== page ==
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Winter beckons in Yosemite National Park. It’s a time of sparse crowds, crisp air, great views, deep snow, and forests of giants. Head out in the morning on your snowshoes and watch for the tracks of snowy denizens of the forest, or take a heart-pounding skate-ski up a road until the valley vista presents itself.

Or, ski into a wonderland of some of the grandest trees on earth. It’s a whole different world in the winter. If you’re a fan of muscle-powered winter recreation, one of the best Yosemite activities in the winter is a ski or snowshoe trip into the Tuolumne Grove of Sequoias in the Crane Flat area in the northern part of the park. To access the Tuolumne Grove and its giant trees, park near the Crane Flat Campground. There’s a gate to the north and the trail follows a forest road. There are no groomed ski trails in the Crane Flat area, however, so you may be breaking trail.

It’s only a round-trip of two miles, and it’s a gentle grade down, but a bit of hike back up to the trailhead. Plan your trip well and you’ll have a great experience. Once in the grove, you can hear the whumping sound as snow hits the ground, dropped from branches hundreds of feet up. Watch out for falling snow, and even pinecones the size of bread loaves, so you don’t get clobbered.

You’ll more than likely find yourself alone with the giant sequoias, unlike the summer months when throngs of tourists walk about with their heads craned back as they try to see the tops of the trees. The trails in the grove are well marked, and the silence is overwhelming. If there’s a slight breeze, you’ll hear the trees themselves groaning under the weight of the snow and creaking in the wind.

Remember to be courteous and don’t snowshoe in the ski tracks, and vice versa please. Also, hikers post-holing through the snow add an extra hazard. Take along water and snacks for a picnic under these towering behemoths.

Winters can turn the Yosemite Valley into a wonderland attractive to snowshoers, skiers, and hikers/NPS

The Sequoia is real, but it’s a primeval reality. At first, no one believed Augustus T. Dowd in 1852 when he described finding such giant timber in the foothills of the Sierra Nevada on one of his hunting trips to supply the miners with meat. Fortunately, in 1864 President Abraham Lincoln signed the Yosemite Grant, setting aside a swath of wilderness like no other.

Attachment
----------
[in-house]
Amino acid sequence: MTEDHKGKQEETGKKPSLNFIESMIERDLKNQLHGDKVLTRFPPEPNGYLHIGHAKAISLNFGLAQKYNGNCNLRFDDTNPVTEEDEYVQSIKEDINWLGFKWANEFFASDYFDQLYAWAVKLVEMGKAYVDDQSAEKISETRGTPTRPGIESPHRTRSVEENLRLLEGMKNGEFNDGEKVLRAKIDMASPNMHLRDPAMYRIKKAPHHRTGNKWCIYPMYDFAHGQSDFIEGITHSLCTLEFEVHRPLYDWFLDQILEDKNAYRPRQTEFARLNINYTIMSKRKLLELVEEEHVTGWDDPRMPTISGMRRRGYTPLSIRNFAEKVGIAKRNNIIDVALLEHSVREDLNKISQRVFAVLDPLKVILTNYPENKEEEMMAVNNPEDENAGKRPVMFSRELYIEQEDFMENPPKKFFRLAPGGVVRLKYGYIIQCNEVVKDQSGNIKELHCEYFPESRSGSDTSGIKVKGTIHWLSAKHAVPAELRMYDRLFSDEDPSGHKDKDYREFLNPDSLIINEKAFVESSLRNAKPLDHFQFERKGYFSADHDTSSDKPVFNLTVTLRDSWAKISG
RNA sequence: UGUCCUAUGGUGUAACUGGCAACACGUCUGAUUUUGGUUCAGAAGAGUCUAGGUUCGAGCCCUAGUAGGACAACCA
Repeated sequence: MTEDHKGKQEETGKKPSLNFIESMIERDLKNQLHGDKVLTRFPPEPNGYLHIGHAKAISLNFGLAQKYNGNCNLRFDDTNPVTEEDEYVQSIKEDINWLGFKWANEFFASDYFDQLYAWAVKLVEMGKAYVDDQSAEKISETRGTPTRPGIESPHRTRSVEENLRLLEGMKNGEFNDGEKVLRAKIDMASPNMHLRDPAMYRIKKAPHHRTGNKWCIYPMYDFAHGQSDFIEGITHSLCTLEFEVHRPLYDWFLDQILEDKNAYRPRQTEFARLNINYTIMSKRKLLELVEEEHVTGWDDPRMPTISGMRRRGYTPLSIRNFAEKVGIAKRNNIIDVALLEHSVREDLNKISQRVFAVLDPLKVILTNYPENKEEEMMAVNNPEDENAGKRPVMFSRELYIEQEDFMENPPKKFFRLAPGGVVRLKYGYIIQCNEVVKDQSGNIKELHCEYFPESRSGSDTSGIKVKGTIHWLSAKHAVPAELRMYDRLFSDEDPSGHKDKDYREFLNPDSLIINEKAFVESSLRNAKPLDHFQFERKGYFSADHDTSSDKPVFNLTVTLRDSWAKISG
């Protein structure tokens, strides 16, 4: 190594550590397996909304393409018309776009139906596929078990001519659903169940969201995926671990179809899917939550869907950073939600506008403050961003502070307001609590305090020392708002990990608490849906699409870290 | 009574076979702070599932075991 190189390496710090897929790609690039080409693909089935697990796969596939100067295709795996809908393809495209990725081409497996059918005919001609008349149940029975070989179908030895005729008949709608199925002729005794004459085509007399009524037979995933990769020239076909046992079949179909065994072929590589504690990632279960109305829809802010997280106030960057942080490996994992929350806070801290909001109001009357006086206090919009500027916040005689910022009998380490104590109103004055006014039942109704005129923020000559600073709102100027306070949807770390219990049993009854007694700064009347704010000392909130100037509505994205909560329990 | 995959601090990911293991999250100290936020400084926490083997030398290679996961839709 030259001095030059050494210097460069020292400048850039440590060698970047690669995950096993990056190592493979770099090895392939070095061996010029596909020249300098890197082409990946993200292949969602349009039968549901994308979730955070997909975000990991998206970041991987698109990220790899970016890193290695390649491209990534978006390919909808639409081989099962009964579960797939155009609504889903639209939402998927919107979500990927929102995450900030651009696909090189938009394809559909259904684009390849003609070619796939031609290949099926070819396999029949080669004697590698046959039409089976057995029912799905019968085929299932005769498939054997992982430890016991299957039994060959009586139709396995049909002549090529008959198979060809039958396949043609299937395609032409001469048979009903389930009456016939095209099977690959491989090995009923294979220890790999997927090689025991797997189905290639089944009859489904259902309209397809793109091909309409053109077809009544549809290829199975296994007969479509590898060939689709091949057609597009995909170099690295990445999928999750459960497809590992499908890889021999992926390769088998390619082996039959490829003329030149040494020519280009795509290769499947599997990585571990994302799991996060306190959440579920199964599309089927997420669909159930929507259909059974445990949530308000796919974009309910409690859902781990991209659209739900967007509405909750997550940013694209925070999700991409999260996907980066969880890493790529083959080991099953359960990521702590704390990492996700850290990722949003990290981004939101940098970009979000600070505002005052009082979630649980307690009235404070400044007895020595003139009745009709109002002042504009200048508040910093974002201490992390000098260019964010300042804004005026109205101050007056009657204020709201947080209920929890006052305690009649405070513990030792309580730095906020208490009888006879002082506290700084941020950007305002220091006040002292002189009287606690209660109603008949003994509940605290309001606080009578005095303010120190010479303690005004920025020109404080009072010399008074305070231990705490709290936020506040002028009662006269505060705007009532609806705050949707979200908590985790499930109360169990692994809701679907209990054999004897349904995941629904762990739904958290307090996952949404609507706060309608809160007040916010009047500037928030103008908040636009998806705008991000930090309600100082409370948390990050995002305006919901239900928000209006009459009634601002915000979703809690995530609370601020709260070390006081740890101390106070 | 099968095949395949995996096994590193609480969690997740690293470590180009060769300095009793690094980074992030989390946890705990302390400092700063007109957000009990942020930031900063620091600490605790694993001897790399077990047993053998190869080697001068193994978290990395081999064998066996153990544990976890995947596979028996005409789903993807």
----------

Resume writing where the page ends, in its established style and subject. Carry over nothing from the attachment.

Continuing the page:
And, though not the oldest trees in the world, the Sequoiadendron giganteum may still have a lifespan exceeding 3,000 years, and by total volume the giant sequoias are the largest living thing on Earth. With their round, overlapping scaled foliage, distinctive cones, and spongy fire-resistant bark, they are symbols of another era. Look for animal tracks too: you may spot a black-tailed deer, bobcat, and sometimes ravens and eagles swoop through the forest.

There’s another grove of these tall trees in the park, the Mariposa Grove down near Wawona. However, restoration work there has closed the grove to the public until spring 2018.

But if you’re anxious to see more of these big trees, two other sequoia stands can be found in the area: the Merced Grove and Rockefeller Grove just outside the park’s northwest entrance. Both are accessed from the Merced Grove parking lot west of Crane Flat.

Rockefeller Grove is a little more than 2 miles one-way, and in low snow years you may be walking. Merced Grove is a mile-and-a-half, with the first part level, and the last two-thirds a steep, heart-pounding ascent. Save some energy for the walk back up.

And, then, nothing could be better afterwards than getting back to your cozy cabin, condo, or home, reserved ahead of time from Yosemite’s Scenic Wonders Vacation Rentals. With more than 100 rental properties at Yosemite West, Wawona, and Oakhurst, you’ll be able to find the perfect place for you and your family or joined by a passel of your friends. It’s a great time of year to enjoy the snowy forests.

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